Liam Tung is an Australian business technology journalist living a few too many Swedish miles north of Stockholm for his liking. He gained a bachelors degree in economics and arts (cultural studies) at Sydney's Macquarie University, but hacked (without Norse or malicious code for that matter) his way into a career as an enterprise tech, security and telecommunications journalist with ZDNet Australia. These days Liam is a full time freelance technology journalist who writes for several publications.

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  • Only a Moron would use IE

    The most unreliable, insecure browser ever created.
    • And a Moron said it.

    • Says you.

      Another know it all. Just to keep the facts striaght, Ive used IE forever and prefere it by far above all others and have all others installed because I check them out regularly hoping one day one of them may in fact create something close to as good and reliable and as pleasent to use as IE.

      Never happens.

      Dosnt mean Ill give up, just means the also rans just have to keep trying to catch up to IE thats all.
  • Are there really that many legacy apps that are only designe for IE6?

    I'm sorry, but it's been over 5 years since *IE7* was released (which was also XP-compliant). Even university IT departments have long upgraded their web apps to be compliant with IE7, if not IE8 (last versions usable under Windows XP, & both of which are available under Windows 7).

    I honestly can't see much real benefit here... except for Google to try to use it as a marketing campaign to scare the non-tech-savvy business owners into forcing their IT staff to perform a meaningless switchover...
    • You'd be surprised

      December last year I had to write an PHP system for IE6. It was for an insurance company, and those guys don't fart without first calling a meeting on when they can meet, who will be at the meeting, and how long the meeting will take.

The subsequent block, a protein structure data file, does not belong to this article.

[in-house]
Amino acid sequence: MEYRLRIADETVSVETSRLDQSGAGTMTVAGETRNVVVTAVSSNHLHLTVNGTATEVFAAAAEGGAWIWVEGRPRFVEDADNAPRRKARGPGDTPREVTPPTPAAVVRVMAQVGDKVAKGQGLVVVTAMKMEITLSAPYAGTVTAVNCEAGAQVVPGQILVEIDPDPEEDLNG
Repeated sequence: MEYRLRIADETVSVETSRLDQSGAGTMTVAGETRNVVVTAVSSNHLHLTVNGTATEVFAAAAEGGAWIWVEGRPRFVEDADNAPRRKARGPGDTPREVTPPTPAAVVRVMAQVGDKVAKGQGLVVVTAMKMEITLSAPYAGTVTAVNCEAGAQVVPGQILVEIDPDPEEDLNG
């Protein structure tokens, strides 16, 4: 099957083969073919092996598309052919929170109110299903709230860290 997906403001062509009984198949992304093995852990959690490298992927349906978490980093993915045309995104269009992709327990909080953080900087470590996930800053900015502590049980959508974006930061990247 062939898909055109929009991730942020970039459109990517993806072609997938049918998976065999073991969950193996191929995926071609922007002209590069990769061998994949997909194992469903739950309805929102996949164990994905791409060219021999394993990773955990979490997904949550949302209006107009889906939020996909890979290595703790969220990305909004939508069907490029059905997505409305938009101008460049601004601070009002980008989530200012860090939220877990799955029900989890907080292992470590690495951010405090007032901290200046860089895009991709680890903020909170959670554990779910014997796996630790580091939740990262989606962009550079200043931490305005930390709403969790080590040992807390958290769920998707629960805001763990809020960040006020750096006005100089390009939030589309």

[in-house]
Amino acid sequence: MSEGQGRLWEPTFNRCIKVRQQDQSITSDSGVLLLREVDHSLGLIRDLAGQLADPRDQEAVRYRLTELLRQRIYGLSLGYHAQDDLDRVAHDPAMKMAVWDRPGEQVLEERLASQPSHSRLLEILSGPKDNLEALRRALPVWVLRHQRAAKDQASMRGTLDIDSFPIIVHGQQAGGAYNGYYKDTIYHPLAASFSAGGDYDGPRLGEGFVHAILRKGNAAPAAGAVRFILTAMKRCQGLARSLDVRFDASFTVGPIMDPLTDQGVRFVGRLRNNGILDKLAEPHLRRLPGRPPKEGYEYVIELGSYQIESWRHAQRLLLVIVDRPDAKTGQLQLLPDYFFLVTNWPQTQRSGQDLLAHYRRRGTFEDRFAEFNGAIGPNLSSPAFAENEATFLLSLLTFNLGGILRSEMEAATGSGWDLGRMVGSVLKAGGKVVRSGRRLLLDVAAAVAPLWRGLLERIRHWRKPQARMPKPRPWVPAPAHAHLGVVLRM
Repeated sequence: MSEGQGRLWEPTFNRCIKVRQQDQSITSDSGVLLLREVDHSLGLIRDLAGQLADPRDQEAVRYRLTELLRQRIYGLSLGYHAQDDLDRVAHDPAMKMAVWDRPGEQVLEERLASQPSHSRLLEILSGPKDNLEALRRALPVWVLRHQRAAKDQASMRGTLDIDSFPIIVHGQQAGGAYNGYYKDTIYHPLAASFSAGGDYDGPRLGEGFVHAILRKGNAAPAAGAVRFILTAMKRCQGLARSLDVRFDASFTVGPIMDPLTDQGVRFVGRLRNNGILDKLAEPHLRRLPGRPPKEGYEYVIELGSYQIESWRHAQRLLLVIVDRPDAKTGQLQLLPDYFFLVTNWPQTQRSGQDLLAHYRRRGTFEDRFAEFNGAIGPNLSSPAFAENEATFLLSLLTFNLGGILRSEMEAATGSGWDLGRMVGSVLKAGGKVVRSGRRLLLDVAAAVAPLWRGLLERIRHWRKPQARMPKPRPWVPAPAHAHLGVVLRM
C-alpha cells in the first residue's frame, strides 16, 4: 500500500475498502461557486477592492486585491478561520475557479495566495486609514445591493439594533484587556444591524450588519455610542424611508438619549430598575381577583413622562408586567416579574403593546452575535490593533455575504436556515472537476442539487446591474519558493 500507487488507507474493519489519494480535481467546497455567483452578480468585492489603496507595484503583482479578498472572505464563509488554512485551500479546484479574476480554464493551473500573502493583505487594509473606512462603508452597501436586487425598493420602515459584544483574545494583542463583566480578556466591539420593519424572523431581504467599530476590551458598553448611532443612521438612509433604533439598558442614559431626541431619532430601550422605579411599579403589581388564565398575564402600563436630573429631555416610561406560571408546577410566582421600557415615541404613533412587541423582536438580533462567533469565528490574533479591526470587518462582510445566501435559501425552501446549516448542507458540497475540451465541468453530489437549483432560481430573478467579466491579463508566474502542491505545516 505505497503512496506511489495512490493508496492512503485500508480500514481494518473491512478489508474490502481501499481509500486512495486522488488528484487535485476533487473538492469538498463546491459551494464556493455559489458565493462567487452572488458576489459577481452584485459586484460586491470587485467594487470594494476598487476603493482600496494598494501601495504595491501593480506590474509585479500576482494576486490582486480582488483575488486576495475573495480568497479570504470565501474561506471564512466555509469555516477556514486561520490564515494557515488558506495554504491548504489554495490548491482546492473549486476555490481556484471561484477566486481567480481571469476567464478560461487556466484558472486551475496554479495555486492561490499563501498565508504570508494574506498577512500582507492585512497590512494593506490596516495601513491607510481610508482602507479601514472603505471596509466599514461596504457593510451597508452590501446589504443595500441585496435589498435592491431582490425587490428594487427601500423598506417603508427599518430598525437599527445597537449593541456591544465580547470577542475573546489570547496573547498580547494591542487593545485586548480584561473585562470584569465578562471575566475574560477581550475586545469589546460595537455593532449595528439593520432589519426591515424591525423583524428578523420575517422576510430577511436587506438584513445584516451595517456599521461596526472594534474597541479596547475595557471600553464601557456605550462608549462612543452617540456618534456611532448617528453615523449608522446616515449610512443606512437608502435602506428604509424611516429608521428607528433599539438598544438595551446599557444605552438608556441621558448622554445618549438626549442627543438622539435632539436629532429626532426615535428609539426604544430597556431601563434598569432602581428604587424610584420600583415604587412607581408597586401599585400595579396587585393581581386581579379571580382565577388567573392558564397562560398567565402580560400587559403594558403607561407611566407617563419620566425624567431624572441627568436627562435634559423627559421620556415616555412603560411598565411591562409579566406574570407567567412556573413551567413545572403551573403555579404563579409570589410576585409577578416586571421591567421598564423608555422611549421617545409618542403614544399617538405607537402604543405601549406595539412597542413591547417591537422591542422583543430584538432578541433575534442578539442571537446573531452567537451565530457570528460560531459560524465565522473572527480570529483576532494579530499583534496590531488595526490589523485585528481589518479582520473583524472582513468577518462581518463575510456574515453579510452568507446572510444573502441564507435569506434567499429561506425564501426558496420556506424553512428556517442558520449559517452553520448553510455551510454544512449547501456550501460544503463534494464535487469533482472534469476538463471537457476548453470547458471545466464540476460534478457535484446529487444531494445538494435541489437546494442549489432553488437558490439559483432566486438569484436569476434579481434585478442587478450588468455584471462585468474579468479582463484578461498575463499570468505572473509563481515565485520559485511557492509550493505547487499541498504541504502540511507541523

• It's not you, it's IE: Google gives users a way of breaking up with legacy

    Or you just upgrade your version if IE and know that the site still works. It beats using Google chrome and its spyware where it says anything you type in the browser becomes their property.
    • Spyware?

      There's no spyware in Chrome. It basically the same thing as Chromium. What sort of spyware do you think is in Chrome?

      And where does it say that "anything you type in the browser becomes their property"?

      IE is the one that spies on Google search results and adds them to Bing.
      • Read their TOS

        It stated it in the TOS.
        • Meh

          Nice slandering and legally punishable propaganda...

          Google Chrome's TOS is plainly saying the exact opposite (emphases is mine)...

          "8.4 Google acknowledges and agrees that it obtains NO right, title or interest from you (or your licensors) under these Terms in or to any Content that you submit, post, transmit or display on, or through, the Services, including any intellectual property rights which subsist in that Content (whether those rights happen to be registered or not, and wherever in the world those rights may exist). UNLESS you have agreed otherwise in writing with Google, you agree that you are responsible for protecting and enforcing those rights and that Google has no obligation to do so on your behalf."